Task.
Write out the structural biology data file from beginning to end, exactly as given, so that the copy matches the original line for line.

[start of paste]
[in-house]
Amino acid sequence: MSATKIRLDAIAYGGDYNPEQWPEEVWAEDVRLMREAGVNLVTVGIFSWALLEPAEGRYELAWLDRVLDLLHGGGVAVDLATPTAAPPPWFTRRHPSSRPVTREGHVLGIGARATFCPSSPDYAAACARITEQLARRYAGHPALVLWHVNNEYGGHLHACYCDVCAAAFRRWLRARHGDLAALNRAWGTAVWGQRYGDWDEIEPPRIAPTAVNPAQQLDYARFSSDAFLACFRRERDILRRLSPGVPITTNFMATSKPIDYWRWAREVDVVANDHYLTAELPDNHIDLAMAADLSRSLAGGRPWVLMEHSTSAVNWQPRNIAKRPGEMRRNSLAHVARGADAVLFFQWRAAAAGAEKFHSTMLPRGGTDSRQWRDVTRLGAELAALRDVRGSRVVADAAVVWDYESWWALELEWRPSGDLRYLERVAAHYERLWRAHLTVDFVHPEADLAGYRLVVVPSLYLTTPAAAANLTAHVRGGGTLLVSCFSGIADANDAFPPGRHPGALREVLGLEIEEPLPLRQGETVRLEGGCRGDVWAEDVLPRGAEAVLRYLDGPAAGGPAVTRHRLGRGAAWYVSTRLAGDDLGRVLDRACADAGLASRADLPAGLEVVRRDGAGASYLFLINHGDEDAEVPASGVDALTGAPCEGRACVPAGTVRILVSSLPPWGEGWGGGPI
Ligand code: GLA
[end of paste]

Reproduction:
[in-house]
Amino acid sequence: MSATKIRLDAIAYGGDYNPEQWPEEVWAEDVRLMREAGVNLVTVGIFSWALLEPAEGRYELAWLDRVLDLLHGGGVAVDLATPTAAPPPWFTRRHPSSRPVTREGHVLGIGARATFCPSSPDYAAACARITEQLARRYAGHPALVLWHVNNEYGGHLHACYCDVCAAAFRRWLRARHGDLAALNRAWGTAVWGQRYGDWDEIEPPRIAPTAVNPAQQLDYARFSSDAFLACFRRERDILRRLSPGVPITTNFMATSKPIDYWRWAREVDVVANDHYLTAELPDNHIDLAMAADLSRSLAGGRPWVLMEHSTSAVNWQPRNIAKRPGEMRRNSLAHVARGADAVLFFQWRAAAAGAEKFHSTMLPRGGTDSRQWRDVTRLGAELAALRDVRGSRVVADAAVVWDYESWWALELEWRPSGDLRYLERVAAHYERLWRAHLTVDFVHPEADLAGYRLVVVPSLYLTTPAAAANLTAHVRGGGTLLVSCFSGIADANDAFPPGRHPGALREVLGLEIEEPLPLRQGETVRLEGGCRGDVWAEDVLPRGAEAVLRYLDGPAAGGPAVTRHRLGRGAAWYVSTRLAGDDLGRVLDRACADAGLASRADLPAGLEVVRRDGAGASYLFLINHGDEDAEVPASGVDALTGAPCEGRACVPAGTVRILVSSLPPWGEGWGGGPI
Ligand code: GLA